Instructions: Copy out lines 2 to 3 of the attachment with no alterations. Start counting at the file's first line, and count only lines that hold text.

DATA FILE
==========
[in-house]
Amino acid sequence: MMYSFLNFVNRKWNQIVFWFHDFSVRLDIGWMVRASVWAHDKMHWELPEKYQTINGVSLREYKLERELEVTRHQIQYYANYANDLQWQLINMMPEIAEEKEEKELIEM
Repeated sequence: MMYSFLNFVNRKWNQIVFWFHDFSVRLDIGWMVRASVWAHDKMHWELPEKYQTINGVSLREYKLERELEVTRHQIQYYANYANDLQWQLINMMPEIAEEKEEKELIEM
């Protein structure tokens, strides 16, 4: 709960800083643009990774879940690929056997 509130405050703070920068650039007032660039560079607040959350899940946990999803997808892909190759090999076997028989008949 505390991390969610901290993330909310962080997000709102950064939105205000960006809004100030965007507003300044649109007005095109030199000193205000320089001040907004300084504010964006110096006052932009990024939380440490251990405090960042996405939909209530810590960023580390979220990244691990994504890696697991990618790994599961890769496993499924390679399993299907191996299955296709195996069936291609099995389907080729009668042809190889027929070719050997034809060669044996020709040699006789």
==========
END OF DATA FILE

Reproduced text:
Amino acid sequence: MMYSFLNFVNRKWNQIVFWFHDFSVRLDIGWMVRASVWAHDKMHWELPEKYQTINGVSLREYKLERELEVTRHQIQYYANYANDLQWQLINMMPEIAEEKEEKELIEM
Repeated sequence: MMYSFLNFVNRKWNQIVFWFHDFSVRLDIGWMVRASVWAHDKMHWELPEKYQTINGVSLREYKLERELEVTRHQIQYYANYANDLQWQLINMMPEIAEEKEEKELIEM